General Motors recently announced that it would cut over 14,000 jobs in Canada and the United States. While the layoffs are reportedly due to business-cycle adjustments and possibly slowing demand in key markets, the layoffs are definitely a sign of the incoming disruption that the company's current transition from analog to digital will bring. The digitalization of the auto industry, which is also occurring in nearly every other industry, has resulted in a massive reorientation of the workforce needs of companies like GM. The layoffs and eventual future hirings are likely evidence of the acceleration of GM's response to the diffusion of technology driven changes in their industry and the need to adjust its labor force to it.
Over the last 15 years, the digital content of work in the auto industry has soared as consumer electronics, battery and electric powered drivetrains, IT, and autonomy place new demands on auto companies and their workers. In fact, the fastest growing occupations in the auto sector as of 2016 have been software developers and computer network support specialists. The occupations which have seen the fastest decrease as of 2016 have been sheet metal workers and drilling and boring machine operators. Evidence of this can be seen in one of GM's statements last week which noted that their transformation "includes adding technology and engineering jobs to support the future of mobility, such as new jobs in electrification and autonomous vehicles." This shift in the layoff decisions and hiring needs of the auto industry is only likely to continue in the future as many jobs in auto-sector jobs are highly susceptible to automation over the next 10 to 15 years.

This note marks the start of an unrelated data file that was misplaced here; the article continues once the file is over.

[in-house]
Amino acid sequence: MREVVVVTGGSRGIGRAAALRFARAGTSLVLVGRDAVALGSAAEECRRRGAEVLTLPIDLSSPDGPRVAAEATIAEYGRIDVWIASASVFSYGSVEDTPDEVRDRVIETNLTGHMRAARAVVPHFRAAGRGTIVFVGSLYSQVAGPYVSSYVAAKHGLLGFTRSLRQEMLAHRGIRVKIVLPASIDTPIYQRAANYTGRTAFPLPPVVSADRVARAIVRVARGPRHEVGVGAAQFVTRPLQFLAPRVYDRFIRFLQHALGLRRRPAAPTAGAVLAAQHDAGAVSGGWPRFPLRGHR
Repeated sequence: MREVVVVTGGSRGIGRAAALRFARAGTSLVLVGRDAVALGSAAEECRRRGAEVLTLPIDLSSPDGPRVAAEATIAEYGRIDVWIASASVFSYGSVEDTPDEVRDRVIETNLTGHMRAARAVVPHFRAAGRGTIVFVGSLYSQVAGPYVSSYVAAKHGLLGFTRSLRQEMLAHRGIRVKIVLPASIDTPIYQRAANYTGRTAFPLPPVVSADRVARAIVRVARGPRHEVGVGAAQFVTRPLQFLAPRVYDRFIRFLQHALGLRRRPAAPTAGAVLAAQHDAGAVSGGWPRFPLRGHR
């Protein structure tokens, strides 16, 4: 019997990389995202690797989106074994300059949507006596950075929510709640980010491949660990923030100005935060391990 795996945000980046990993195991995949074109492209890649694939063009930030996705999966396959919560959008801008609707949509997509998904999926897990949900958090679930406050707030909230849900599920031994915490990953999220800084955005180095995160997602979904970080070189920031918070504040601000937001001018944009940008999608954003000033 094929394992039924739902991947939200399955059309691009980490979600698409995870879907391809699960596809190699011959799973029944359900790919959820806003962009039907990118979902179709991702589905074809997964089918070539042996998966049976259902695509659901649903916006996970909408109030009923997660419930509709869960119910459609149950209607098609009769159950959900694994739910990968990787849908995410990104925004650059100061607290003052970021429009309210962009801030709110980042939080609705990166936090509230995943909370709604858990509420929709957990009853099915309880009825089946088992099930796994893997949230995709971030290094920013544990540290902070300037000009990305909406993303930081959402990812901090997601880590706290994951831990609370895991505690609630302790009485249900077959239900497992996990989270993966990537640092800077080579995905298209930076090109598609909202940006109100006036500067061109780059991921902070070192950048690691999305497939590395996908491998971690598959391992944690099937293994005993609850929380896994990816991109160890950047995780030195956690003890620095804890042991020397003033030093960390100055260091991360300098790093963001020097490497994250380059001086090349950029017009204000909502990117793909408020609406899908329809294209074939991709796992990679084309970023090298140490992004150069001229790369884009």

It is vital that companies, industries and nations respond to the diffusion of digitalization by embracing the changes technology brings and increasing their investments in digitally focused training (re-training) and education in order to empower workers to be a part of the change.
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